Don’t Take It Personally, Babe, It’s Just Everyone’s Story

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[Disclaimer: There will be spoilers in this post for the game Don’t Take it Personally, Babe, It Just Ain’t Your Story. Consider yourself warned.]

What happens when people who were born after the social media boom grow up? How do people deal with the presence of social media, one that seemingly pervades every aspect of their lives? What new challenges present themselves when dealing with people who were raised with, and sometimes by, social media? And how do we, as a people, deal with the constant erosion of privacy in our own lives, whether it’s by government organizations, employers, teachers, peers, corporations, or any combination of the above? There is no way to know the answer to these questions, I think. However, insight into them came from the most unlikely of sources.

On a whim, I downloaded and played a game with the unnecessarily cumbersome title of Don’t Take it Personally, Babe, It Just Ain’t Your Story. Now, it wasn’t a complete shot in the dark, as the game is made by Christine Love, someone whose games I have greatly enjoyed in the past and which are always more than they initially appear to be. This game takes the form of a visual novel, set in a high school, with the main character being a new teacher and the other characters being his students. It’s a fairly cliche setup, as far as visual novels go, and indeed, by the end of the very first chapter you have the option to enter a very inappropriate relationship with one of your students.

And really, the entire rest of the game is populated with at least some tropes, though they are used in very different ways than I’ve seen in the past. Specifically, the inclusion of a couple of very complex homosexual romances is, in my opinion, quite groundbreaking when you consider that video games, as a medium, have been criticized for mostly only including content that caters to a straight male audience.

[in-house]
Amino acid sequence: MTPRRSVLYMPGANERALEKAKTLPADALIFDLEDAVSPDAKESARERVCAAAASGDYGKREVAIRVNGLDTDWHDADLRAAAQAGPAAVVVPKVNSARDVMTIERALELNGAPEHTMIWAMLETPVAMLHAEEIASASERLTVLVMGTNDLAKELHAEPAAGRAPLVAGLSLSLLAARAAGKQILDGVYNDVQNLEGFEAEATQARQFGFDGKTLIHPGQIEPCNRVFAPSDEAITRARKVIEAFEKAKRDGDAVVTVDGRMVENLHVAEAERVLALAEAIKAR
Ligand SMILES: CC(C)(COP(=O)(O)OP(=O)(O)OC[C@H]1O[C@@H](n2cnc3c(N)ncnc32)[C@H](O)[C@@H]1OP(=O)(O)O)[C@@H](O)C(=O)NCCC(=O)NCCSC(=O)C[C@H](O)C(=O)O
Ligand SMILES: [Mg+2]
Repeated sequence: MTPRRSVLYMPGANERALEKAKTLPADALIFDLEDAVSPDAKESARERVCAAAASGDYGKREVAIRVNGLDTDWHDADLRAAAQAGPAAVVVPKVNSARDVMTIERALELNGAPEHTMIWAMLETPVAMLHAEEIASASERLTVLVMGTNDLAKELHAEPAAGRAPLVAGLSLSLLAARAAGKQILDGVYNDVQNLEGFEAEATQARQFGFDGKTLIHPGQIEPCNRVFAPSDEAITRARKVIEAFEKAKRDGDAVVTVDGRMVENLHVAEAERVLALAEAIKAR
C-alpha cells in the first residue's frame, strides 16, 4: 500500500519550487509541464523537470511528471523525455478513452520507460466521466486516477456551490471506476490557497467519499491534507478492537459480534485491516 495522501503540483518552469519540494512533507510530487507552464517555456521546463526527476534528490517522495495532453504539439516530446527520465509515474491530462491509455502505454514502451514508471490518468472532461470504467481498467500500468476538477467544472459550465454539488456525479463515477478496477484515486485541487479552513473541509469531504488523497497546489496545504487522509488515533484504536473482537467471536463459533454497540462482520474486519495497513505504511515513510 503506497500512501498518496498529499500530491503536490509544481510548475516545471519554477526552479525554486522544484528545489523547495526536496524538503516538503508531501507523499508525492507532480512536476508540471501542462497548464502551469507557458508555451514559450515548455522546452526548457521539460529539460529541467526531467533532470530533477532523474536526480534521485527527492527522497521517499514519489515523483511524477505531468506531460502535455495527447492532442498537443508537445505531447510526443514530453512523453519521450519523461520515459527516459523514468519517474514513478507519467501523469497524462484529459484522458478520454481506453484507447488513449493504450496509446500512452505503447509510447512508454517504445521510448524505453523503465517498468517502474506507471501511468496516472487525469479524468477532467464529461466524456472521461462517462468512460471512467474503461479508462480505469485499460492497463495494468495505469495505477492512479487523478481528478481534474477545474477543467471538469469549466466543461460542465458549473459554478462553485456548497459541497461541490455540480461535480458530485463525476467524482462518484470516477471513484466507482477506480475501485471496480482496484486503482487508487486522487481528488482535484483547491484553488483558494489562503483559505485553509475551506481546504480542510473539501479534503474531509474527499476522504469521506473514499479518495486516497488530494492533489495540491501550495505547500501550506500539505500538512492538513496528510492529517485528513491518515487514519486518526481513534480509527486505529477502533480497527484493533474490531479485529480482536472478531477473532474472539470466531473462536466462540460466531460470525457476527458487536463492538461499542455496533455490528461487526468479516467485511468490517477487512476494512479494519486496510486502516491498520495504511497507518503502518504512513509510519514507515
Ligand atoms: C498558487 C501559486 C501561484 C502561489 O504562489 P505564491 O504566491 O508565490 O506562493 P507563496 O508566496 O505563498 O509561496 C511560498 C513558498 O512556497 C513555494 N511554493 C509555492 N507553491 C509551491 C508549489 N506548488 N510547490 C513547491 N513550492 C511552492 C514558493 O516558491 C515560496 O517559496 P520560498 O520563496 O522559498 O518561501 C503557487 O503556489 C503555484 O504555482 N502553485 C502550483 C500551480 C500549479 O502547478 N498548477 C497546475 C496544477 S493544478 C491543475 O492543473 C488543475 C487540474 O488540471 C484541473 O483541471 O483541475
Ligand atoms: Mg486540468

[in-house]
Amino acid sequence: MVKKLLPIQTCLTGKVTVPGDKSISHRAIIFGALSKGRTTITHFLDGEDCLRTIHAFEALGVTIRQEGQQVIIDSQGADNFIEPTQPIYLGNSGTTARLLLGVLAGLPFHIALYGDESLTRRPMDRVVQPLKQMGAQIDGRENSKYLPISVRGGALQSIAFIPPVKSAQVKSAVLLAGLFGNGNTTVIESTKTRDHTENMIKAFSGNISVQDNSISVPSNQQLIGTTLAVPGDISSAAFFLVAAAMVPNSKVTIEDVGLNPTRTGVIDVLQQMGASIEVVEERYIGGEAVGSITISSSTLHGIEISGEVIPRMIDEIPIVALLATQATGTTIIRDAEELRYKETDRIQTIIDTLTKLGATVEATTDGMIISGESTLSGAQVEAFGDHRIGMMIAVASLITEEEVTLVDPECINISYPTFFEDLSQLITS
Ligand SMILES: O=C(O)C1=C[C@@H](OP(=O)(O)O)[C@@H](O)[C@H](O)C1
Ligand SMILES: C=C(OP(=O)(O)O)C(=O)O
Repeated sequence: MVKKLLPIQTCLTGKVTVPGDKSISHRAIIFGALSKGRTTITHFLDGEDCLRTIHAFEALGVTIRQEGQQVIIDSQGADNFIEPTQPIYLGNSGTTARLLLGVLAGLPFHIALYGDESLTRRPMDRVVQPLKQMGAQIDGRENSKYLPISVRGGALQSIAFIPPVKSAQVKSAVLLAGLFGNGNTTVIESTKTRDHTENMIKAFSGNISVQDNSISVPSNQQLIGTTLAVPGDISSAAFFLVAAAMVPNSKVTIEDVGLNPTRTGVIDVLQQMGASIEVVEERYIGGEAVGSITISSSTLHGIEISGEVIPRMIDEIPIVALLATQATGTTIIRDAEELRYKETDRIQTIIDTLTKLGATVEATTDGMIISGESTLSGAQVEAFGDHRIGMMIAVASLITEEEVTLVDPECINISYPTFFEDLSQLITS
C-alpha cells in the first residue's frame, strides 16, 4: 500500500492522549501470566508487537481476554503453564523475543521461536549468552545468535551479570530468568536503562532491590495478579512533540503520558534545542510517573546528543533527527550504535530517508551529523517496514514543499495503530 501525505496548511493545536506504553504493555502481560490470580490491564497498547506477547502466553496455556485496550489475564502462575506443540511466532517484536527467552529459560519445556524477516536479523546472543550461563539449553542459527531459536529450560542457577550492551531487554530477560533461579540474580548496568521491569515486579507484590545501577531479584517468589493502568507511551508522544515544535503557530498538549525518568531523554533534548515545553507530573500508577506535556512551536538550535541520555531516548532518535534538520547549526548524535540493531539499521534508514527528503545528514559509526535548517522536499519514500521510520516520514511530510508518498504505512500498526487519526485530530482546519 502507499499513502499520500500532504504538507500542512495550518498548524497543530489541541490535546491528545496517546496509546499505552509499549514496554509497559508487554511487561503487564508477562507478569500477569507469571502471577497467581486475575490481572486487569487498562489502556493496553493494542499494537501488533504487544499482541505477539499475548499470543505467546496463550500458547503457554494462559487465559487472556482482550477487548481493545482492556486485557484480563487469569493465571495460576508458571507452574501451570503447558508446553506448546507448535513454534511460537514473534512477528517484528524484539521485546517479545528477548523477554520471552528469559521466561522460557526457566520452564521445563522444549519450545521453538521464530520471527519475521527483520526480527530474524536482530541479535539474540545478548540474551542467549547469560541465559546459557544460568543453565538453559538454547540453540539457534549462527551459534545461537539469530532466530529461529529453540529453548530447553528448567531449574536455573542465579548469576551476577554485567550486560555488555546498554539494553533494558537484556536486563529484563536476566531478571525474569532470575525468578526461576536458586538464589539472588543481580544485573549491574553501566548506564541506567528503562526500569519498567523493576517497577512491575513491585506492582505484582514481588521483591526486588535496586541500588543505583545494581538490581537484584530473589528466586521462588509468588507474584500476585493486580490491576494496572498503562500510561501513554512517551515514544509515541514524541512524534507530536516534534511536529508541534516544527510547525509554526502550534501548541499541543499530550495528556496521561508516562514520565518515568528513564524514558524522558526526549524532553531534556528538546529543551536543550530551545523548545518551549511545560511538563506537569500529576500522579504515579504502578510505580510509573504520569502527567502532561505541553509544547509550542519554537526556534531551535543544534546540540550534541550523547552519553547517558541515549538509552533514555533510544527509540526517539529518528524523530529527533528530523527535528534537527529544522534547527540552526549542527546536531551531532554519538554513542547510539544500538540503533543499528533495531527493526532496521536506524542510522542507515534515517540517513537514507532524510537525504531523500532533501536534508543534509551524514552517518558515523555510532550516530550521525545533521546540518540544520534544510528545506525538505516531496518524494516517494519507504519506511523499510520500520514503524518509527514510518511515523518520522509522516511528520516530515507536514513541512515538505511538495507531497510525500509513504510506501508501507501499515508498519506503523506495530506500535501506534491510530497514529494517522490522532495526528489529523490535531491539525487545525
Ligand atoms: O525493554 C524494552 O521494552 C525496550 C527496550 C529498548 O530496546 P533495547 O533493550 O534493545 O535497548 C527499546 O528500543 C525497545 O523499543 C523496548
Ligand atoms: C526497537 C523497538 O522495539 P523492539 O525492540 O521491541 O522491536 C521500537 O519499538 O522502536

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This has all been said before, though, and is not the reason I’m writing about the game. What I do want to write about is how underneath the high school drama and inappropriate teacher-student relationships, the game is really about government surveillance.

Bear with me here.

See, one of the key plot devices in the game is a social network that is directly modeled off of Facebook, only implemented on a smaller scale and made available in a closed form to only the students and faculty at a particular school. In addition, the teachers and administrators are all given the ability to see every post and message that the students send, whether public or private. You, the player, are never told to check these messages, and yet, it’s generally assumed that most players will choose to do so.

Why? Because they can.

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There is certainly nothing stopping you from doing it. No one who watches over your shoulder and says, no, you really shouldn’t be looking at the private communications between these students because it’s morally repugnant. And because these teenagers are so used to their mobile devices being there constantly, and are highly encouraged to use them even during lectures, you learn much more about each one through this method than through actually talking with them out loud. Enough so that even when you visit a website where people can post anonymously in the style of a /chan board, you can still easily pick out who is posting based on their linguistic patterns. One could imagine the role of ‘teacher’ being replaced by that of ‘analyst’.